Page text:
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  • April Griffin

I am spiralling...Now what? Learn the DBT TIPP skill

Storm brewing
DBT TIPP helps with intense emotions and distress

Have you ever felt stuck in an emotional spiral?  You find yourself ruminating and obsessing over something that is happening or just happened and you can’t shift you’re thinking?  You keep winding back down the same spiral that makes you feel worse and worse inside?

When you are at a 10/10 distress you cannot think your way out of it.  Your brain is in flight/fight mode and you feel uncomfortable energy inside your body.

I have. Many times in my life.  I remember experiencing an intense break-up in my 20’s and being stuck reliving that event and how it happened for months and months.  One of my dear friends at the time reminded me that I used to tell her I felt so frustrated and stuck I had urges to break the plates in the kitchen. I did not follow through on that urge, though I still remember the intensity of those feelings.

When clients I work with come to therapy in a very intense state, feeling like they are falling apart, feeling incredibly anxious or angry and/or feeling as if they cannot move on from something I need to do DBT first aid.  There are lots of grounding/emotion regulation strategies to choose from but some are more effective than others depending on the level of stress.

I often suggest is the DBT TIPP strategy when in extreme emotional distress, which is a very short term strategy to help a 10 go down to a 8/10 or not get worse.

T- temperature.  Change the temperature of your body.  Put your face in a bowl or sink of cold water and hold your breath for as long as your can.  This works to stimulate the dive response which slows your heart rate down- it may take 15-30 seconds to work and is best done in a quiet place without distraction to be effective.  You can also use ice packs on your cheeks and eyes as an alternative- I always keep ice packs in my office for this very reason.

I- Intense Exercise. 

Engage in intense energy, it can be for a short while (1-5 minutes) and that will help expend some of the intense energy that the flight/fight response is sending to your body.  What is intense exercise will vary from person depending on your fitness level, physical health condition, and age.  I recommend trying: jumping jacks, shaking out your body, burpees, mountain climbers, sprints, lifting heavy weights, or a brisk walk.  I will often do these in session with clients to experiment with what works for them.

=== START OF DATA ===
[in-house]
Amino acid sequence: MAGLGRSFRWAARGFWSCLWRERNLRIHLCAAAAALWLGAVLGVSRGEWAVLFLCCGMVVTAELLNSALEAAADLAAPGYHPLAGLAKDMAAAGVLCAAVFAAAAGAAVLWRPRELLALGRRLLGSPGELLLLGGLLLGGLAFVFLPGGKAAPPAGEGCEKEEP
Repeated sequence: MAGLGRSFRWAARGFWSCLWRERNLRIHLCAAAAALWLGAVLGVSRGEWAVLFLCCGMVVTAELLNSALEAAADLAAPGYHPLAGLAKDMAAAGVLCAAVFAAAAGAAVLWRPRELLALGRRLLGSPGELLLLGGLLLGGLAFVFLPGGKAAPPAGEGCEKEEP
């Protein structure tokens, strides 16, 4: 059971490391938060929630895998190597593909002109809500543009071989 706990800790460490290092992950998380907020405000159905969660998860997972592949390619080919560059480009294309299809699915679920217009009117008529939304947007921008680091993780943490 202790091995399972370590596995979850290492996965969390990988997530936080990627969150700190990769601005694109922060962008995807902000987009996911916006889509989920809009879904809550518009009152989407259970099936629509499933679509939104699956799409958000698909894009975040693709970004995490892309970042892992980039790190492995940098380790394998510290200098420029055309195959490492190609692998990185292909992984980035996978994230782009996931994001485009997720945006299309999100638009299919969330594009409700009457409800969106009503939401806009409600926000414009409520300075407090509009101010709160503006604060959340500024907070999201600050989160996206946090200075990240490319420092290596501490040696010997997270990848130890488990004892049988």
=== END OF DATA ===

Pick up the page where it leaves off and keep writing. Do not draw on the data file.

P- Paced Breathing.

Involves slowing down the pace of your breathing intentionally, breathing in to your belly/abdomen and breathing out more slowly than you are breathing in.  You may need to do this for a longer period of time (3-5 minutes) to see an effect.  

P-Paired Muscle Relaxation.

While breathing into your belly deeply tense your body muscles (not so much as to cause a cramp) in one body part at a time (for example your legs, abs, shoulders, arms, face).  Notice the tension in your body as you tense your muscles.  Release and let go of the tension and breathe out, say the word “release” or “relax” in your mind while you do so.  Notice and pause to experience the release of tension after each time you tense and release.  This exercise is sometimes called “progressive muscle relaxation” and you can find many guided exercises online and in mental health apps.

Very cold water decreases your heart rate rapidly. Intense exercise will increase heart rate. Consult your health care provider before using these skills if you have a heart or medical condition, a lowered base heart rate due to medications, take a beta-blocker, are allergic to cold, or have an eating disorder.

It helps to practice the TIPP skill before needing to use it in very intense emotional states so you are familiar with it.  This will also increase the likelihood you will use it when it is most needed and it is more difficult to think and plan.

Please reach out to us today to sign up for our upcoming Trauma-Informed DBT group or meet with one of our counsellors to learn more DBT skills. We have therapists online and in-person in Vancouver, BC, Canada.

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